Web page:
LEOANNIS PUPO-GUILLEN

leoannis pupoA Cuba, où il naît en 1983, Leoannis Pupo-Guillen ne se souvient pas « avoir appris à danser », tant cet art accompagnait son enfance. La danse le choisit, et dès 11 ans, il intègre la Vocational School of Arts de Holguín (Cuba), puis la Professional Ballet Academy de Camagüey. Premier danseur du Ballet de Camaguey de 2001 à 2004, il poursuit sa carrière aux Etats-Unis, invité principal du Roxey Ballet dans le New Jersey. Il y travaille notamment avec des interprètes handicapés, ce qui change sa vision de la danse et l’ouvre à la différence. Passé ensuite par le Northeast Youth Ballet, le Costa Rican Youth Ballet, le Northern California Ballet et l’Alaska Dance Theatre, il est de 2007 à 2011 étoile à l’Eugene Ballet Company, puis soliste au Tiroler Landestheater en Autriche. Il entre en 2015 au Ballet de l’Opéra de Lyon. Passionné, bienveillant, il « adore être un autre », travaille avec ses émotions et est à l’aise dans tous les répertoires. Car « il n’y a pas des danseurs classiques, ou contemporains, mais simplement des danseurs ».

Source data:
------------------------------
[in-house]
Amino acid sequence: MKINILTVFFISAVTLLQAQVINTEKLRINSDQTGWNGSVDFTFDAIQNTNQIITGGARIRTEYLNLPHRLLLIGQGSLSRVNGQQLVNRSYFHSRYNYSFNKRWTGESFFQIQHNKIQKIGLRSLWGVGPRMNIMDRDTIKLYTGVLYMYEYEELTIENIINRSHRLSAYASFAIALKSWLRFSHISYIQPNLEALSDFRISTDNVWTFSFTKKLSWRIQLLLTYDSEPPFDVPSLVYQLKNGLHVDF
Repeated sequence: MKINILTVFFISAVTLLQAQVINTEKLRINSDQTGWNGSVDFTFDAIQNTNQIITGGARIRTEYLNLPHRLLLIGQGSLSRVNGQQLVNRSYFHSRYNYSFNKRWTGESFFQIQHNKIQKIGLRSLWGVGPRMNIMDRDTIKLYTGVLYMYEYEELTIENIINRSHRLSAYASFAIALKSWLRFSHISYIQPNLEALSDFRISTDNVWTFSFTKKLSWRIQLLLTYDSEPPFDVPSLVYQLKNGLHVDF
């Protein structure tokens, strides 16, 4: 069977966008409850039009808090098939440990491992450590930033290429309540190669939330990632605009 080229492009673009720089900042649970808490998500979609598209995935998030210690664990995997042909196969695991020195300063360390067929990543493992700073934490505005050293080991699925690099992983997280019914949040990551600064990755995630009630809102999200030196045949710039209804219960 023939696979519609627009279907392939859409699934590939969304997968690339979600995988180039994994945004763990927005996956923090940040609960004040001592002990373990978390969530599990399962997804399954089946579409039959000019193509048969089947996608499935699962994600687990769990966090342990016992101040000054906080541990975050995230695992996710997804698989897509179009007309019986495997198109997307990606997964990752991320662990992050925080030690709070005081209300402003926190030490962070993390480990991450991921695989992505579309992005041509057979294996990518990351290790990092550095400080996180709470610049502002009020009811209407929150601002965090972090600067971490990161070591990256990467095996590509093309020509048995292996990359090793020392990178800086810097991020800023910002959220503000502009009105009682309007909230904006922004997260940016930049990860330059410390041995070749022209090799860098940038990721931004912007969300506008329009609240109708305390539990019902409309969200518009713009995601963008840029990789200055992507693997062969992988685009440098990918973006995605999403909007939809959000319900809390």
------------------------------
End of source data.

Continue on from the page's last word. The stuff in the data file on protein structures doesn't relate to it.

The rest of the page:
Born in Cuba in 1983, Leoannis Pupo-Guillen says dance was such an integral part of his childhood, he has no recollection of actually learning to do it. It is as if dancing chose him, because he joined the Vocational School of Arts in Holguín (Cuba) aged 11, and went on to the Professional Ballet Academy in Camagüey. After joining the Camagüey Ballet as principal dancer (2001-2004), he decided to pursue a career in the U.S. as guest principal dancer for the Roxey Ballet in New Jersey. While there, he worked particularly with disabled performers, which changed his vision of dance and made him more aware of difference. Stints at the Northeast Youth Ballet, the Costa Rican Youth Ballet, the Northern California Ballet and the Alaska Dance Theater followed.  From 2007 to 2011, he was a star dancer at the Eugene Ballet, then a soloist at the Tyrolean State Theatre in Innsbruck ( Austria). He joined the Lyon Opera Ballet in 2015. Passionate and caring, he “loves being someone else”, works with emotion and is comfortable in all repertoires. Because, as he says: “There are no classical or contemporary dancers, but simply dancers”.